Archive for The Phantom of the Opera

Stagebound

Posted in FILM, Theatre with tags , , , , , , , , , , , , on November 25, 2021 by dcairns

So, the reason Joe May’s been turning up so much here is that we’re at work on a video essay for Masters of Cinema’s forthcoming THE INDIAN TOMB Blu-ray, and it’s a job that benefits from a little research. Perversely, it turns out to be a project with an immense appetite, the more we dig up the more interesting it gets. Trying to stop it from running away and becoming gigantic, like the film itself.

We watched HOUSE OF FEAR — not the Rathbone-Bruce Sherlock Holmes adventure, but the earlier remake of Paul Leni’s THE LAST WARNING. Though May filmed on the same main set as his former production designer (who had in turn recycled the Paris Opera stage from the Chaney PHANTOM OF THE OPERA), he did not deign to produce a shot-for-shot remake, which is a pity. I expect budgetary limitations prevented that, so the movie is much flatter and more ordinary to look at — but it does feature a nice APPARITION…

Sadly, the play this is based on isn’t terribly interesting, except for a bravura climax that must have worked really well on the stage. Carl Laemmle (Junior, I think), the Universal studio boss who produced the original, reviewed the remake for Variety and gave it a pan. An act that highlighted how far both Laemmle and May had fallen.

I do give the movie points for attempting to electrocute El Brendel (top), but deduct those points since it failed to finish him off. He seems to be in this purely because he was in an earlier backstage thriller, THE SPIDER, which someone must have remembered, God knows why. Nobody’s bothered to write any Swedish meatball malapropisms for him, so he has no reason to be here, but then he never did in my view.

William Gargan “stars” and there’s a typically fun performance from Robert Coote, anticipating his swan song in THEATRE OF BLOOD.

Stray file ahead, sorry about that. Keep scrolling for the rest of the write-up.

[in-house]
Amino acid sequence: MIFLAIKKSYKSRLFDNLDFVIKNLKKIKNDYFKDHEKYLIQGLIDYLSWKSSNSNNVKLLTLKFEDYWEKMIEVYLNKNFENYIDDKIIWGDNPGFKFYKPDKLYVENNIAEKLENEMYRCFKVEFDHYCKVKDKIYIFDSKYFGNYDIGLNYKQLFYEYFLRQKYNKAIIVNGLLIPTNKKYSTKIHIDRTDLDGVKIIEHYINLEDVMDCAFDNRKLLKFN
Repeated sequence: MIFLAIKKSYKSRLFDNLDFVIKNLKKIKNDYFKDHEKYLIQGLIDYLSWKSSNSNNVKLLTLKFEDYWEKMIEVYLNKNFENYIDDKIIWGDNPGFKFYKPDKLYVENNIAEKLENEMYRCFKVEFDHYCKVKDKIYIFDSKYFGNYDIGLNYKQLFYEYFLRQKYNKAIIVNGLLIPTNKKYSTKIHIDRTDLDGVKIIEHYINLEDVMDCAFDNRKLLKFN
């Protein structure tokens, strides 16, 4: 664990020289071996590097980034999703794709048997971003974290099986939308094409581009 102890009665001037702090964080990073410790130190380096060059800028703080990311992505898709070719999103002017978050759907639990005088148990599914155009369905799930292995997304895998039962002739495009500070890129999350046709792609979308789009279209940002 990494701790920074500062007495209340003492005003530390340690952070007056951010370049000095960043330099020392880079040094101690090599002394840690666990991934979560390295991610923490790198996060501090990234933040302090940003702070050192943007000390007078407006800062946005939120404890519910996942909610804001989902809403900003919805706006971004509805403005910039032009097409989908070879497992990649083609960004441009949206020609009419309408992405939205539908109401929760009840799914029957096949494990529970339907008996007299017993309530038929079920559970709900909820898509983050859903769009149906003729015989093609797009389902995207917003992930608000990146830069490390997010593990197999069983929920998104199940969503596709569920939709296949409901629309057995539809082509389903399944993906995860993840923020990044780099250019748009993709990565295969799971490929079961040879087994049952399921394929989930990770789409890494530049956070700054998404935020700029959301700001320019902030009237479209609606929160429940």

Nights at the Villa Deodati #4: Pull Every Remaining Lever

Posted in FILM with tags , , , , , , , , , , , , , , , , , , on February 17, 2016 by dcairns

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Whenever I have a favourite line in a movie, it always turns out not to be in the movie at all. The intertitle “Heat! Sudden, intense heat!” which I swear I read when PHANTOM OF THE OPERA (Lon Chaney version) showed at Edinburgh Film Fest, with accompaniment by Carl Davis, does not appear in any copy of the film I’ve seen since. This is disappointing. I’m afraid to see THE ASPHYX again in case Robert Stephens doesn’t actually utter the words “Was the smudge trying to warn Clive of danger?” which I have always regarded as the apogee of mankind’s poetic achievement. Mind you, it would be pretty good if it turned out I was responsible for it myself.

And so to Roger Corman’s FRANKENSTEIN UNBOUND, in which John Hurt does not actually say, as my brain told me he did, “Pull all remaining levers!” Instead, Raul Julia says “Pull every remaining lever!” which I feel is not quite as good.

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ROGER CORMAN’S F.U., as we must abbreviate it, is the mighty Roger Corman’s last directorial outing to date — it apparently came about when a studio did some audience testing and found that a lot of people would go and see something called ROGER CORMAN’S FRANKENSTEIN. So they approached the Great Man and asked him if he would care to make a film with that title. “As a matter of fact, I wouldn’t,” he replied, with his characteristic old-school graciousness. But then somehow Brian Aldiss’s novel came into his possession and he saw a way to make things interesting, and so the film got made because of a title that tested well, and ended up with a different title.

(I wonder what other titles they tested? ROGER CORMAN’S FRANKENSTEIN seems really specific. Did they also tally the scores for GEORGE ROMERO’S MADAME BOVARY, PETER WEIR’S MABINOGION, HANS JURGEN SYBERBERG’S JAMES AND THE GIANT PEACH?)

Aldiss, who also wrote the story that became the Spielberg-Kubrick A.I., seems to have intended his novel as a philosophical essay wrapped inside a sci-fi yarn, following on from his influential study of the genre, The Billion-Year Spree, in which he put forward a compelling case for Mary Shelley’s Frankenstein as the first true science fiction novel (as well as “the best book ever written by a teenager”). So, he folds Shelley’s life into the world of her creations, which perhaps made more sense on the page than it does in the movie — without a continual narration, John Hurt’s time-travelling scientist can’t share with us whether or not he’s puzzled by the fact that Frankenstein and his creature appear to be simultaneously characters in a novel and a real person (Raul Julia! Nick Brimble?). This makes Hurt a hard character to relate to — he has nobody really to talk to, although in fact his computerized car, who doesn’t have a name but whom I will call Lady Knight Rider, might have made a handy outlet for exposition.